Archie doesn’t know for sure that it’s her until that moment. There is a dull bloom of warmth in his spine, his vision blurs, and then he knows that Gretchen Lowell is the killer. He realizes that he has been drugged, but it is too late. He fumbles for his gun, but he is ham-fisted and can only lift it awkwardly from his belt clip and hold it out as if it were a gift to her. She takes it and smiles, kissing him gently on the forehead. Then she reaches into his coat and takes the cell phone, turning it off and slipping it into her purse. He is almost paralyzed now, slumped in the leather chair in her home office. But his mind is a prison of clarity. She kneels down next to him, the way one might a child, and puts her lips so close to his that they are almost kissing. His pulse throbs in his throat. He can’t swallow. She smells like lilacs.
“It’s time to go, darling,” she whispers. She stands then, and he is lifted from behind, elbows under his armpits. A man in front of him, red-faced and heavy, takes his legs, and he is carried into the garage and laid in the back of the green Voyager—the vehicle Archie and his task force have spent months looking for—and she crawls in on top of him. He realizes then that there is someone else in the van, that she wasn’t the one behind him, but he doesn’t have time to process this because she is straddling his torso, a knee pressing on either side of his waist. He cannot move his eyes anymore, so she narrates for his benefit.
“I’m rolling up your right sleeve. I’m tying off a vein.” Then she holds up a hypodermic in his sight line. Medical training, he thinks. Eighteen percent of female serial killers are nurses. He is staring at the ceiling of the van. Gray metal. Stay awake, he thinks. Remember everything, every detail; it will be important. He thinks, If I live.
“I’m going to let you rest for a little while.” She smiles and puts her flat, pretty face in front of his so he can see her, her blond hair brushing his cheek, though he cannot feel it. “We’ll have plenty of time for fun later.”
He cannot respond, cannot even blink now. His breath comes in long, shallow rasps. He cannot see her push the needle in his arm, but he assumes she has, because then there is only darkness.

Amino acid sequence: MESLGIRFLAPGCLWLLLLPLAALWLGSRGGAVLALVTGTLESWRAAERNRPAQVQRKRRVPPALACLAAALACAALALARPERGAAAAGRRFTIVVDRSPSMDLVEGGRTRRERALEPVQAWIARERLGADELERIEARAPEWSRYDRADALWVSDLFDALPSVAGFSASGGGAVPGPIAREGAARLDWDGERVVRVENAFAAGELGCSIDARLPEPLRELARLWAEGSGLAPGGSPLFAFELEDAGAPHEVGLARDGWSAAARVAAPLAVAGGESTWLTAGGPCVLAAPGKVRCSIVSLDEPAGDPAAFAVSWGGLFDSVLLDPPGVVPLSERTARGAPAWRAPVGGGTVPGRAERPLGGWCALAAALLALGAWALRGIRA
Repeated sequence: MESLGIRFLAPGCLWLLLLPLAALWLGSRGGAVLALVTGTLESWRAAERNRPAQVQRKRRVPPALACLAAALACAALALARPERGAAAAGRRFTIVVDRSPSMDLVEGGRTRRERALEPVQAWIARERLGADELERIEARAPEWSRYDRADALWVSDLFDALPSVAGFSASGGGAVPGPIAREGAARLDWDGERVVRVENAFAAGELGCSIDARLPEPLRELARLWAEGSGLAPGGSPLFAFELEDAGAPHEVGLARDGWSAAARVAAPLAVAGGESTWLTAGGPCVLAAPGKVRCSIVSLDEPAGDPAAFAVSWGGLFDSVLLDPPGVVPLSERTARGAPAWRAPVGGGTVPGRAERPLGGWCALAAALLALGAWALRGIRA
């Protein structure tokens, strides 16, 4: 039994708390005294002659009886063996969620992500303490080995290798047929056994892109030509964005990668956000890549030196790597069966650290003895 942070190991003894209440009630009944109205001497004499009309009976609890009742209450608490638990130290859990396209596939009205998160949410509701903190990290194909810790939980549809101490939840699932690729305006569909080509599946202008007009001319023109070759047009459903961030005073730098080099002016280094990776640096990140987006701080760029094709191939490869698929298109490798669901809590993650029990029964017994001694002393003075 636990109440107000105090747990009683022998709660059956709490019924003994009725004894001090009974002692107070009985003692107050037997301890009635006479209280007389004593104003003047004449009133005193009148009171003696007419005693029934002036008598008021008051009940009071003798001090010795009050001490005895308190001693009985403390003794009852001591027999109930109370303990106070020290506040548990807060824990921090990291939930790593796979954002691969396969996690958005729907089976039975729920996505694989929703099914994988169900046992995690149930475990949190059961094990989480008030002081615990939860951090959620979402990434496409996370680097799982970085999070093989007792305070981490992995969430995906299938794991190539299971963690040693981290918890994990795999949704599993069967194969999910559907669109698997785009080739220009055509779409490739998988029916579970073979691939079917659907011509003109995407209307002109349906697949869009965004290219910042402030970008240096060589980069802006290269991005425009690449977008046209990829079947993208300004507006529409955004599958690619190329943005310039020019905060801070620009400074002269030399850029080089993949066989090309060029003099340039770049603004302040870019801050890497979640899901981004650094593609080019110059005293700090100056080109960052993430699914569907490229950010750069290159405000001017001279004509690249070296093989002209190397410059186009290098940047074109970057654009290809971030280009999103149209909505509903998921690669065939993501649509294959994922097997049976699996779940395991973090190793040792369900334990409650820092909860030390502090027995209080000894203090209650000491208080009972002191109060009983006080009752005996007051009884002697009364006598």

He wakes up on his back. He is still groggy, and it takes him a moment to realize that the red-faced man is standing over him. In this moment, the very first moment of Archie’s awareness, the man’s head explodes. Archie jerks as the man’s blood and brain matter blow forward, splattering Archie’s face and chest, a vomit of warm, clotted fluid. He tries to move, but his hands and feet are bound to a table. He feels a piece of something hot slide down his face and slop onto the floor, and he pulls hard against the bindings until his skin breaks, but he cannot budge them. He gags, but his mouth is taped shut, forcing the bile back into his throat, making him gag again. His eyes burn. Then he sees her, standing behind where the man’s body has fallen, holding the gun she has just used to execute him.
“I wanted you to understand right away how committed I am to you,” she says. “That you are the only one.” And then she turns and walks away.
He is left then to contemplate what has just happened. He swallows hard, willing himself to remain calm, to look around. He is alone. The man is dead on the floor. Gretchen is gone. The driver of the van is gone. Archie’s blood is pulsing so violently that it is the only sensation. Time passes. At first, he thinks he is in an operating room. It is a large space, walled with white ceramic subway tiles and well lit by fluorescent lights. He turns his head from side to side and sees several trays of instruments, medical-looking machinery, a drain on the cement floor. He strains again at his binds and realizes that he is strapped to a gurney. Tubes are coming in and out of him: a catheter, an IV. There are no windows in the room and a faint earthy smell skirts the edge of his consciousness. Mildew. A basement.